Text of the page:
You do the work. You plod along and do what you believe should help, and nothing changes. You obsess over one thing over and over, night after night, losing sleep and drinking too much. Friends get tired of listening, poor things, and they’re right. You’re going in circles.

What I know is that the real growth happens without forethought. You’re in the middle of an argument and suddenly you say words you’ve never been able to say. You say, “I’m sorry. I really am. I’m sorry.” Or you say, “Go to hell.” You watch as the light changes around you, revealing a new landscape.

The Bible has a line about God never giving us problems we can’t handle, and I don’t believe that. People shoot themselves and hang themselves and drink themselves to death because they can’t survive. So I don’t believe that’s so. Still, we can be surprised by our sudden ability to take things that for so long were the stuff of nightmares. Things can suddenly become easy and right.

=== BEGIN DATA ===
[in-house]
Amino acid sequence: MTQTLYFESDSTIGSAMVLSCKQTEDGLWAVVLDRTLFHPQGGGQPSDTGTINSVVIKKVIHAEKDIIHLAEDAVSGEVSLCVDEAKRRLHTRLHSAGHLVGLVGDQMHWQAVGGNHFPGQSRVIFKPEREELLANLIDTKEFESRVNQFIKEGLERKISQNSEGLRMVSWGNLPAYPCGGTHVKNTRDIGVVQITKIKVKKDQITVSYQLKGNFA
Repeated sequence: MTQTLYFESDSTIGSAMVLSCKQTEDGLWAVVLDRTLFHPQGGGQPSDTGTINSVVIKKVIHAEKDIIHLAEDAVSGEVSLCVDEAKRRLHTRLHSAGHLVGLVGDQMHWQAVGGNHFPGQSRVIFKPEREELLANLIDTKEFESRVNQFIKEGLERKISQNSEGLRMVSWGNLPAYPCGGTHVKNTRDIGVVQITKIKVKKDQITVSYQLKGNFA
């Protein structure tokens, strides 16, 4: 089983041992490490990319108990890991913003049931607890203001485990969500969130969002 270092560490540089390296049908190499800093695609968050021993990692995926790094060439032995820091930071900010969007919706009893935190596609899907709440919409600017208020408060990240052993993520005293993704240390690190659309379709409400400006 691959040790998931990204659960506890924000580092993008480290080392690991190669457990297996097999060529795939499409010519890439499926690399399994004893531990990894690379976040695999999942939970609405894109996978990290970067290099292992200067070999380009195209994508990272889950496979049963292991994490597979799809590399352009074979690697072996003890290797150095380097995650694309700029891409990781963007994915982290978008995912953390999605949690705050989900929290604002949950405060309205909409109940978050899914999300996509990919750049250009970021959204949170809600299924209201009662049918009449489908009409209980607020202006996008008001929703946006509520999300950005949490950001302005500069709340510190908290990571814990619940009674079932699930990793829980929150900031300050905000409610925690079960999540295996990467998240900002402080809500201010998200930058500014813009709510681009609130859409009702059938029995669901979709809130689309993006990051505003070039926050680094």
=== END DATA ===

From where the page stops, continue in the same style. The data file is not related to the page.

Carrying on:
I’m being intentionally opaque, and I’m sorry about that. This is a public space and so I don’t want to be specific. I’m not deluding myself into thinking my prose is poetically elusive rather than just plain hard to get through. You, whoever you are, are probably rolling your eyes. But that’s alright. I can’t believe you’re reading in the first place.

It’s a beautiful day here in New York. Is it sunny where you are? Funny how things devolve to small talk when there’s not much more to say. We might try silence.